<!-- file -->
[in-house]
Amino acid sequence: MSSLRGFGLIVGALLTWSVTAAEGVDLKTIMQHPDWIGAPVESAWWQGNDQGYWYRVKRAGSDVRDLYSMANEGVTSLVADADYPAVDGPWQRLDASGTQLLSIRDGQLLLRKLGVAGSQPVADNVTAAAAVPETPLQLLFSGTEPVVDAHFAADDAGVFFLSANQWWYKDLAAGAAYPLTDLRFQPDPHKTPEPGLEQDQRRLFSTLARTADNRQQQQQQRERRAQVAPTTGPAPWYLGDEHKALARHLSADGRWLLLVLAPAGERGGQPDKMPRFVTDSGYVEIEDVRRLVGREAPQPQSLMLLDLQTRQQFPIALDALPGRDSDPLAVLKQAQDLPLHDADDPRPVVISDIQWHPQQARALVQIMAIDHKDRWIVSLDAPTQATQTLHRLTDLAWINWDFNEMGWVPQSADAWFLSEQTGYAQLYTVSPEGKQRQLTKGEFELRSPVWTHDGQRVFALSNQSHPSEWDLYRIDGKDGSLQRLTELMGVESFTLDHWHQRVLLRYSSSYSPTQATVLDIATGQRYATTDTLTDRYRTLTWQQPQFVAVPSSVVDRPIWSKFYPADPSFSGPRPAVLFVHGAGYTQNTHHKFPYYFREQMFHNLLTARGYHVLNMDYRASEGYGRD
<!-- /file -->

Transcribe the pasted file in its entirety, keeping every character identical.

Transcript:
[in-house]
Amino acid sequence: MSSLRGFGLIVGALLTWSVTAAEGVDLKTIMQHPDWIGAPVESAWWQGNDQGYWYRVKRAGSDVRDLYSMANEGVTSLVADADYPAVDGPWQRLDASGTQLLSIRDGQLLLRKLGVAGSQPVADNVTAAAAVPETPLQLLFSGTEPVVDAHFAADDAGVFFLSANQWWYKDLAAGAAYPLTDLRFQPDPHKTPEPGLEQDQRRLFSTLARTADNRQQQQQQRERRAQVAPTTGPAPWYLGDEHKALARHLSADGRWLLLVLAPAGERGGQPDKMPRFVTDSGYVEIEDVRRLVGREAPQPQSLMLLDLQTRQQFPIALDALPGRDSDPLAVLKQAQDLPLHDADDPRPVVISDIQWHPQQARALVQIMAIDHKDRWIVSLDAPTQATQTLHRLTDLAWINWDFNEMGWVPQSADAWFLSEQTGYAQLYTVSPEGKQRQLTKGEFELRSPVWTHDGQRVFALSNQSHPSEWDLYRIDGKDGSLQRLTELMGVESFTLDHWHQRVLLRYSSSYSPTQATVLDIATGQRYATTDTLTDRYRTLTWQQPQFVAVPSSVVDRPIWSKFYPADPSFSGPRPAVLFVHGAGYTQNTHHKFPYYFREQMFHNLLTARGYHVLNMDYRASEGYGRD